Definitions for social behavior
This page provides all possible meanings and translations of the word social behavior
In physiology and sociology, social behavior is behavior directed towards society, or taking place between, members of the same species. Behavior such as predation which involves members of different species is not social. While many social behaviors are communication communication between members of different species is not social behavior. The umbrella term behavioral sciences is used to refer to sciences that study behaviorality disturbance in general. In sociology, "behavior" itself means an animal-like activity devoid of social meaning or social context, in contrast to "social behavior" which has both. In a sociological hierarchy, social behavior is followed by social actions, which is directed at other people and is designed to induce a response. Further along this ascending scale are social interaction and social relation. In conclusion, social behavior is a process of communicating. Among specific social behaviors are regarded, e.g., aggression, altruism, scapegoating and shyness. 'Monosociality' describes social relations with the same sex of a nonsexual nature. 'Bisociality' describes social relations with both the same and opposite sexes, also of a nonsexual nature. Social behavior is not something needed in everyday life.
U.S. National Library of Medicine
Any behavior caused by or affecting another individual, usually of the same species.
The numerical value of social behavior in Chaldean Numerology is: 2
The numerical value of social behavior in Pythagorean Numerology is: 4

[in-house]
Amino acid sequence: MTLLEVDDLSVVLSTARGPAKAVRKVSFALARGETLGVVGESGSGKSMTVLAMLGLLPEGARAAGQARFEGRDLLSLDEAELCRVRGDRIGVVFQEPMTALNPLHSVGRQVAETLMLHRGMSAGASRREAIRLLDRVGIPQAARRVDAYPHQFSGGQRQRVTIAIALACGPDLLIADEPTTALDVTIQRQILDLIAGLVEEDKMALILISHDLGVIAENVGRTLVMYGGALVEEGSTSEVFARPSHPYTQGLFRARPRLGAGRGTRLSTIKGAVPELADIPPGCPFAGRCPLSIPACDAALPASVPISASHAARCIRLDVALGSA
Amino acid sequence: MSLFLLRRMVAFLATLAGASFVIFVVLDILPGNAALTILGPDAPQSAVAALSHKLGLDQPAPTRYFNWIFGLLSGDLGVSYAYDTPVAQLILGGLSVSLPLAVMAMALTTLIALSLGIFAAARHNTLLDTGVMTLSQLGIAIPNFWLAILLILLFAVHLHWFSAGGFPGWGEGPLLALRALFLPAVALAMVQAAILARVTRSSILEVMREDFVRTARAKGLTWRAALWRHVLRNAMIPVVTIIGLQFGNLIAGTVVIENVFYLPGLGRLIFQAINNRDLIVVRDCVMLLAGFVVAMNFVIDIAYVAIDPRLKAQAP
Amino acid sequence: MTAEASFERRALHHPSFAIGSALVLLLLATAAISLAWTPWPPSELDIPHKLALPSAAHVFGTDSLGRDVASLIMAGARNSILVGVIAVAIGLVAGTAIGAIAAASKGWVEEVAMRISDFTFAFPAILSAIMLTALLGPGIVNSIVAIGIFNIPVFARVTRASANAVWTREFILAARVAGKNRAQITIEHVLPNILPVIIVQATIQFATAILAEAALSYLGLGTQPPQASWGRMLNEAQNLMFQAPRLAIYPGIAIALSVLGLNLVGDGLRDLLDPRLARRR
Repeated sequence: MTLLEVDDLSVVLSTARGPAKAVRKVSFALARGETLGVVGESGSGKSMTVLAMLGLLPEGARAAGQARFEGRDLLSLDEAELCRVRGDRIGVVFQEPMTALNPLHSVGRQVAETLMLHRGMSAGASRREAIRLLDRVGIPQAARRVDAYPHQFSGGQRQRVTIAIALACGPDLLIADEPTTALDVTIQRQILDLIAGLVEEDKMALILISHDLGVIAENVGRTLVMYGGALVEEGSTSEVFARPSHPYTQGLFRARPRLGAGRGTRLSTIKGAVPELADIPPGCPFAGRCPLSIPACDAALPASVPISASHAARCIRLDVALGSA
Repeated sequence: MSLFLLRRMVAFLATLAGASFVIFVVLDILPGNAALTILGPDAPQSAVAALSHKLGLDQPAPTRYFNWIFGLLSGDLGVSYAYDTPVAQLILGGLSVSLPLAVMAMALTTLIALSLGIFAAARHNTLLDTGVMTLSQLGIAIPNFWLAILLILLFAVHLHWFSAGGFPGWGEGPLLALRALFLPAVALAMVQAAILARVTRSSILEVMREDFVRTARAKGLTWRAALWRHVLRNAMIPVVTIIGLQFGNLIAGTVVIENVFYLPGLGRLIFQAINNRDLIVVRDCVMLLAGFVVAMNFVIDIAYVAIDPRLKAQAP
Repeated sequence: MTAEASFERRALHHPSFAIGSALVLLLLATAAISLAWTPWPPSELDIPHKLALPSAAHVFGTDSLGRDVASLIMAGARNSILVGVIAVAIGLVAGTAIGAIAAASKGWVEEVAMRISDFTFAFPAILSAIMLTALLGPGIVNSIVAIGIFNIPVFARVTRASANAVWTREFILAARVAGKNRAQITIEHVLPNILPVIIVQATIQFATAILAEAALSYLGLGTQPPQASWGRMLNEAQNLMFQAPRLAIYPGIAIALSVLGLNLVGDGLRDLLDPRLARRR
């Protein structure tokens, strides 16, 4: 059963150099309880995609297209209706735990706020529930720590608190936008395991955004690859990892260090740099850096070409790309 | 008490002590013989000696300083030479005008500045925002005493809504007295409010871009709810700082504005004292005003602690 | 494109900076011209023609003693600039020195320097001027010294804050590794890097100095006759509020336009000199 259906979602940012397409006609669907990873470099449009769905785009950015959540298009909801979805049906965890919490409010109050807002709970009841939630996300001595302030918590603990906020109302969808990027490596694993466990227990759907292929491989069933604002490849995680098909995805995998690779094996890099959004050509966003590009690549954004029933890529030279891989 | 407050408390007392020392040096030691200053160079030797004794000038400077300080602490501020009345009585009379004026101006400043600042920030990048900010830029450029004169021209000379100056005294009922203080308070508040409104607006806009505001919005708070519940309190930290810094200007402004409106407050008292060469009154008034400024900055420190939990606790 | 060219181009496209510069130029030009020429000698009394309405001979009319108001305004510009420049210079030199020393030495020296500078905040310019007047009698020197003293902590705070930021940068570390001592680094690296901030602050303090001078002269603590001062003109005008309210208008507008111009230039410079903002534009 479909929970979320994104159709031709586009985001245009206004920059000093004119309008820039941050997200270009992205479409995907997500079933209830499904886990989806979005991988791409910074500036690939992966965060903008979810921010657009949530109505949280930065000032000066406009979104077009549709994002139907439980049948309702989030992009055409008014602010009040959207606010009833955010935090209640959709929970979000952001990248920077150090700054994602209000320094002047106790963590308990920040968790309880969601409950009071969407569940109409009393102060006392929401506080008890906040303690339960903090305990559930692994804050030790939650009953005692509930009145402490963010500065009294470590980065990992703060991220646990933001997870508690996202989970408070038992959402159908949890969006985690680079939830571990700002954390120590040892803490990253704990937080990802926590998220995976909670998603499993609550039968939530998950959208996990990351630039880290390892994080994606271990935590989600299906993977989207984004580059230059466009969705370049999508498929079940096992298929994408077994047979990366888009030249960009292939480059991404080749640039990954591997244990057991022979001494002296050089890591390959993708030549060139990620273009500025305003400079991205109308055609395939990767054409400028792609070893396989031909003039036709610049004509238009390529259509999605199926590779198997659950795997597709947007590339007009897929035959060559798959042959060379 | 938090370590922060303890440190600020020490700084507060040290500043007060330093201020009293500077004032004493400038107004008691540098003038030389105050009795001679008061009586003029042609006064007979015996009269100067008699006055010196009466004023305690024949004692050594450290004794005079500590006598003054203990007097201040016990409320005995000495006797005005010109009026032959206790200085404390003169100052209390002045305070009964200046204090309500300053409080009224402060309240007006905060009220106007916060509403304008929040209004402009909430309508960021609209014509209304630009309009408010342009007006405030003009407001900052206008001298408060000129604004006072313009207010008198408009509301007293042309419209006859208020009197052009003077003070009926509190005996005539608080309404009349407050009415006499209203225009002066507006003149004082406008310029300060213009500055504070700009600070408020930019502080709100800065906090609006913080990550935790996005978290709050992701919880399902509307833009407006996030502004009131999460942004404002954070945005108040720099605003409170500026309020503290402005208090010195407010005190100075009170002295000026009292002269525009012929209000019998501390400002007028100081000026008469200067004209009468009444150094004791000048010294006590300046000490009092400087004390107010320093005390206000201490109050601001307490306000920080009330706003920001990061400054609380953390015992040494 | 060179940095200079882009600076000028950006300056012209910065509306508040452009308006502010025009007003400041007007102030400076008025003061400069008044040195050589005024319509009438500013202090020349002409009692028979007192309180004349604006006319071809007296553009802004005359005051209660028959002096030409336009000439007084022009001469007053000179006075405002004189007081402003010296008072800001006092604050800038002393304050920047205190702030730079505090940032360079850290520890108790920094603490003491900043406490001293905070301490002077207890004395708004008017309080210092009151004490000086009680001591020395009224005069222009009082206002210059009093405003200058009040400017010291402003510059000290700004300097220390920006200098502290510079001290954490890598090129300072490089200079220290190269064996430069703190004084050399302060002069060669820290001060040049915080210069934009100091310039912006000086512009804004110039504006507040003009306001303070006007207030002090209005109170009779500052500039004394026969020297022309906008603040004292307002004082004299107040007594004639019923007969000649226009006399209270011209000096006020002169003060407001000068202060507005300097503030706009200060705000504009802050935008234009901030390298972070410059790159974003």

Sample Sentences & Example Usage
Regular physical activity is crucial for children, it benefits perception, language, emotional skills, social behavior, in short intellectual development. Children with good motor skills can move around with greater precision, reducing the risk of accidents and developing sporting potential.
It's important to recognize the distinctions, because this group of critters, the long-neck Apatosaurs, evolved faster than we've been giving them credit for, and they evolved in sectors of anatomy that are really interesting, why would they change their head-neck posture? Why? I suspect part of it might be social behavior, the way they signaled to each other with head flips and chin bobs.
I would invest much more in education and awareness. I think that if we knew what the impact of our behavior, the individual and social behavior of different peoples around the world, had on the natural resources, we would be much more careful, much more sustainable in our way of life. http://billmoyers.com/content/earth-debate-special-roundtable-un-summit-sustainable-development-johannesburg/
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"social behavior." Definitions.net. STANDS4 LLC, 2016. Web. 1 May 2016. <http://www.definitions.net/definition/social behavior>.